J. Bradley Smith - Stonecap Securities Inc., Research Division

And of the decline recently, what proportion of that in ROE has come from deleveraging?

Brian Johnston Porter

It's primarily the additional capital we've been billing for the Basel III risk-based capital requirements. So as we've built up our common equity Tier 1 from, say, 7% 2 years ago up to 9% now, you think of that capital not being able to be deployed because they have to build the capital. That's what drives the ROE down. But now that we're north of 9% and we're starting to get close to that resting area, that wouldn't be the same downward pressure on ROE as we've seen the last couple of years.

J. Bradley Smith - Stonecap Securities Inc., Research Division

So I mean, said differently, you don't see the same pressure to delever at this point in time going forward?

Brian Johnston Porter

Absolutely not.

Operator

Your first question will come from Michael Goldberg with Desjardins Securities.

Michael Goldberg - Desjardins Securities Inc., Research Division

Brian, you talked at the beginning in discussing ING DIRECT, extending its saving value proposition. What does that mean? What actions specifically does this mean that you intend to take and over what time period?

Brian Johnston Porter

I'm going to turn that question over to Anatol, if I may.

Anatol Von Hahn

Absolutely. Michael, let me start 2 things. One, if you look at ING DIRECT, it has been and continues to be and will continue to be a very strong savings bank. So it goes out into the market in terms of ESAs, in terms of GICs, in terms of savings products. As we go forward, we will see that continuing. However, we're going to see Tangerine be more active in terms of being a direct bank. On the last call, last quarter, you asked about credit cards. That's the type of thing that we will see in the future. Time frame is it will most likely be in 2015 that we're going to see that. Within 2014, what we're going to see is the re-branding, continuing focus on the savings and investment side and we're going to then expand. And we will look at other areas that fit the strategy and really will be something that will be driven by our direct customers.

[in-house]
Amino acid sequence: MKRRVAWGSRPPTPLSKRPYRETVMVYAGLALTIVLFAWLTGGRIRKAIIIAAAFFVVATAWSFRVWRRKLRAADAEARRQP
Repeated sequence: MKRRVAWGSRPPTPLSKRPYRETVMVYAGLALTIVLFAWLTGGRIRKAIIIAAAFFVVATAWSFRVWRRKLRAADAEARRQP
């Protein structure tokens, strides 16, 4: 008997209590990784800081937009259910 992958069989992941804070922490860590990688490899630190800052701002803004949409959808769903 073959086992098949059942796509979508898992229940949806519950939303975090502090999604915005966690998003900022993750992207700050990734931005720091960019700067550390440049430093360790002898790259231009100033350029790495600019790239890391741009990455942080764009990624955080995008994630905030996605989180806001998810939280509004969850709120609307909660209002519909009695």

Michael Goldberg - Desjardins Securities Inc., Research Division

So I'm not sure that I understand when you say direct bank and credit cards. Can you just explain, please?

Anatol Von Hahn

Yes, let me open up on that. What it is, is that our customers in Tangerine have been investing their funds. However, they're also looking for other products. So things like a credit card. They want to start banking. We today have an account, which is a checking account called Thrive, which we've started to advertise and have had very, very good results. So our customers are turning towards not just a savings product, but also towards direct banking, doing more of their banking online and directly.

Brian Johnston Porter